The updated flat logo will only be used for online and offline communication purposes.
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BMW has debuted a new 'flat' logo it claims is "better-suited to the digital age", to be used in communications across the German manufacturer's BMW, BMW i and BMW M brands.

The first update in over 20 years, BMW's new-look logo is a "pared-down and two-dimensional" version of its iconic blue-and-white circle design, swapping the signature black rim for a transparent border.

First showcased on the BMW i4 concept electric car in March 2020, BMW says the logo is designed to convey "openness and clarity" and "ensure a contemporary, future-proof presence".

"We want to use this new transparent version to invite our customers, more than ever, to become part of the world of BMW," Jens Thiemer, senior vice president for customer and brand BMW, said.

"In addition, our new brand design is geared to the challenges and opportunities of digitalisation for brands. With visual restraint and graphic flexibility, we are equipping ourselves for the vast variety of touch points in communication at which BMW will be present, online and offline, in the future."

The logo elicited a mixed response on social media, with some applauding its minimalist looks, while others expressed their disappointment over its simplicity and less favourable reviews compared it to a poker chip.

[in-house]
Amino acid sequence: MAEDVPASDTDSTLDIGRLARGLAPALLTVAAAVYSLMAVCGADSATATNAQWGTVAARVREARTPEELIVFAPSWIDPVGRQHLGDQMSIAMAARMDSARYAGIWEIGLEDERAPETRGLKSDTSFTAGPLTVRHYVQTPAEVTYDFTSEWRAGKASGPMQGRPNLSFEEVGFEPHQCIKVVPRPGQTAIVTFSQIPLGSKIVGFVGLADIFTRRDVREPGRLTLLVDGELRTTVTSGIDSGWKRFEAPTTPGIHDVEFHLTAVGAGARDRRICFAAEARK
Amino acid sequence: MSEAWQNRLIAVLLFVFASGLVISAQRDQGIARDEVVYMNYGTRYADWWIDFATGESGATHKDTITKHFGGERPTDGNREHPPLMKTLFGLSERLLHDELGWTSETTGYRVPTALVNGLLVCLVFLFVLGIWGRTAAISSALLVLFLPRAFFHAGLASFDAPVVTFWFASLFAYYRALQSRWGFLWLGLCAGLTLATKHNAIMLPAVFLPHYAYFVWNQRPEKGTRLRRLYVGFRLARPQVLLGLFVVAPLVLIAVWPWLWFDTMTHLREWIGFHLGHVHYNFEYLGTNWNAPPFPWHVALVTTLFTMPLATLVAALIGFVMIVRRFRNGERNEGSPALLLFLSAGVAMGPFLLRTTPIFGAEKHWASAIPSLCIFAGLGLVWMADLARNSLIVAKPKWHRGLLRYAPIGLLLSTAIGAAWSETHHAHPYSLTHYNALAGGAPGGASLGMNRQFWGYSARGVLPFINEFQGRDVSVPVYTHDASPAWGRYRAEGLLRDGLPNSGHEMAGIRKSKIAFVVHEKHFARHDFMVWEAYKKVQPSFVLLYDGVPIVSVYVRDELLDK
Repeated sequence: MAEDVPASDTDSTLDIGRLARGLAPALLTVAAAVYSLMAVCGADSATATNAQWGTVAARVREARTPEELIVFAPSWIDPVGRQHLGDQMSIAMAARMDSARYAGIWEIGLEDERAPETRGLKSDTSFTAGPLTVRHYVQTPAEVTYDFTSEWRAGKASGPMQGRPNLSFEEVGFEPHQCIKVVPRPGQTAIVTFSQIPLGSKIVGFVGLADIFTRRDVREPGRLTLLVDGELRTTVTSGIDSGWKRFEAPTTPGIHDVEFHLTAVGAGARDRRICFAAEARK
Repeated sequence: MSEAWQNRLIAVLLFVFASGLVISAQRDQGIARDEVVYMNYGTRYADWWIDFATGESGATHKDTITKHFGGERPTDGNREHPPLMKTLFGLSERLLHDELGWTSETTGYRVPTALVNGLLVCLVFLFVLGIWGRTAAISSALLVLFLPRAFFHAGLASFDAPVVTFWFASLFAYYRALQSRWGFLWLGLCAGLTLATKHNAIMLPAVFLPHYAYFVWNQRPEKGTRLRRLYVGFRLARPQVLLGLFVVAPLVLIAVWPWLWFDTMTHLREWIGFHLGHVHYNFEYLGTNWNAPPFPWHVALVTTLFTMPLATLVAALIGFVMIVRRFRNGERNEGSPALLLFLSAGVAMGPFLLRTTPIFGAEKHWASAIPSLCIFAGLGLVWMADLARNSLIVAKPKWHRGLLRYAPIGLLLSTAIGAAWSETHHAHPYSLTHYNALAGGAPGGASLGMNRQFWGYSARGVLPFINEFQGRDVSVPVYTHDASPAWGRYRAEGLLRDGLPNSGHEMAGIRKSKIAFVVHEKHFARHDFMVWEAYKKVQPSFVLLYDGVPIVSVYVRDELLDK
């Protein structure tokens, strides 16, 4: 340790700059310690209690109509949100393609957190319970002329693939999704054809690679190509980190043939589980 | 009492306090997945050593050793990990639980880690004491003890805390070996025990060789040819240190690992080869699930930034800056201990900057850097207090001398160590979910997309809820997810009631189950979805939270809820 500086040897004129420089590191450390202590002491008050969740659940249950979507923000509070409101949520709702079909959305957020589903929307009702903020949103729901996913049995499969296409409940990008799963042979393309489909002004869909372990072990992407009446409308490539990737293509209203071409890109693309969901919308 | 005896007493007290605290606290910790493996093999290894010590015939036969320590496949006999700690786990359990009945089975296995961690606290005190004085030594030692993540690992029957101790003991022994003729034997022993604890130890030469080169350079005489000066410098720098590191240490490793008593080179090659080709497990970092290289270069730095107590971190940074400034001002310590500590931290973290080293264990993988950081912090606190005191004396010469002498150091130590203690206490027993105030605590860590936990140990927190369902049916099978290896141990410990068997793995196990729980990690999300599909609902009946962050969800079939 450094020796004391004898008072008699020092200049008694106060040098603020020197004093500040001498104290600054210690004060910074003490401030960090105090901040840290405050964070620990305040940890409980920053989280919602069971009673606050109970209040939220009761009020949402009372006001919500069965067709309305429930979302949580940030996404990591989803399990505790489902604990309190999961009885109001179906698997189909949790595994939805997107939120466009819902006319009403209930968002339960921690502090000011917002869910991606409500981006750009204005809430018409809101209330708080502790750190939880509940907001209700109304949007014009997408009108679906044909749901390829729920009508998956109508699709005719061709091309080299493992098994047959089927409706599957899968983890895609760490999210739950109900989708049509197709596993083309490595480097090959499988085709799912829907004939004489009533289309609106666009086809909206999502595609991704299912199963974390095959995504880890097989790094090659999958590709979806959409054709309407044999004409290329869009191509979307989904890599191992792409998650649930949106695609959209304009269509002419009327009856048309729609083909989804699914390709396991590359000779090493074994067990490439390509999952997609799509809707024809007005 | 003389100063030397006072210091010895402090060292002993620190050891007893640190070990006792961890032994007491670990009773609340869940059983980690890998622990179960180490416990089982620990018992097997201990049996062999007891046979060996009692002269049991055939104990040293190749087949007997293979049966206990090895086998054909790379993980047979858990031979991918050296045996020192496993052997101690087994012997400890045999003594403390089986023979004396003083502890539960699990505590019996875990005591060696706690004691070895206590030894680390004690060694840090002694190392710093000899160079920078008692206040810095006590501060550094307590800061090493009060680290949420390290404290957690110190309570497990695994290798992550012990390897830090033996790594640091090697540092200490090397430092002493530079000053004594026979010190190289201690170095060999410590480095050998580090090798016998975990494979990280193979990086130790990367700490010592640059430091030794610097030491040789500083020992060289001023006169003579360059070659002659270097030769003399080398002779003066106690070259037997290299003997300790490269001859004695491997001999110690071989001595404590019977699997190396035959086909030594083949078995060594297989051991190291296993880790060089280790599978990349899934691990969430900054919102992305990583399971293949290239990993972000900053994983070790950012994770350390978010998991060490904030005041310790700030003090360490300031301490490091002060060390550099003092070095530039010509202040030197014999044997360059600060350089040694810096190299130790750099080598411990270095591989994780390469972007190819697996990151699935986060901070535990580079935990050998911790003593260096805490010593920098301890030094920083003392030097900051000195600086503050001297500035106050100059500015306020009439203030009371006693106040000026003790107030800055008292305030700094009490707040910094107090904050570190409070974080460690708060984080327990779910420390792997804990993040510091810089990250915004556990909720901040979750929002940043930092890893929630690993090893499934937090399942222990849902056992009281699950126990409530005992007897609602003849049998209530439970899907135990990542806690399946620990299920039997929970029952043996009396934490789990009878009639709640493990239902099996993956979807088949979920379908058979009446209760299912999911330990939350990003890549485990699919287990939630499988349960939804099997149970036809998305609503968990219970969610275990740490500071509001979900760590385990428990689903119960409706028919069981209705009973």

The logo will be rolled out globally over the period commencing March 3, 2020, until May 31, 2021, and will be used for all online and offline communications, as well as international trade fairs and events.

It will not, however, completely replace the existing logo, and will instead co-exist alongside the original.

"The new logo is a new media branding and will be used in addition to the existing logo. It won’t be use on the vehicles or in the exterior and interior labeling our dealerships, the existing logo remains in use there," BMW said in a statement.

Although it was long believed the original BMW logo was a stylised propeller nodding to the brand's history as an aircraft manufacturer, it was actually a tribute to the company's home state of Bavaria.

"The quarters of the inner circle on the BMW badge display the state colors of the State of Bavaria – white and blue," BMW revealed in a 2020 blog post.

"But they are in the inverse order (at least as far as heraldic rules are concerned, where you read clockwise from the top left). The reason for this inverse order of blue and white in the BMW logo was the local trademark law at the time, which forbade the use of state coats of arms or other symbols of sovereignty on commercial logos."

The so-called 'propeller myth' was started by a 1929 ad depicting an airplane with the BMW logo as its propeller.

However, the ad came more than a decade after the BMW logo made its debut in 1917 and was merely a clever marketing ploy to promote aircraft engines that's persisted to the present day.

BMW's decision to rebrand follows Volkswagen debuting a similarly pared-back new badge at the 2019 Frankfurt Motor Show.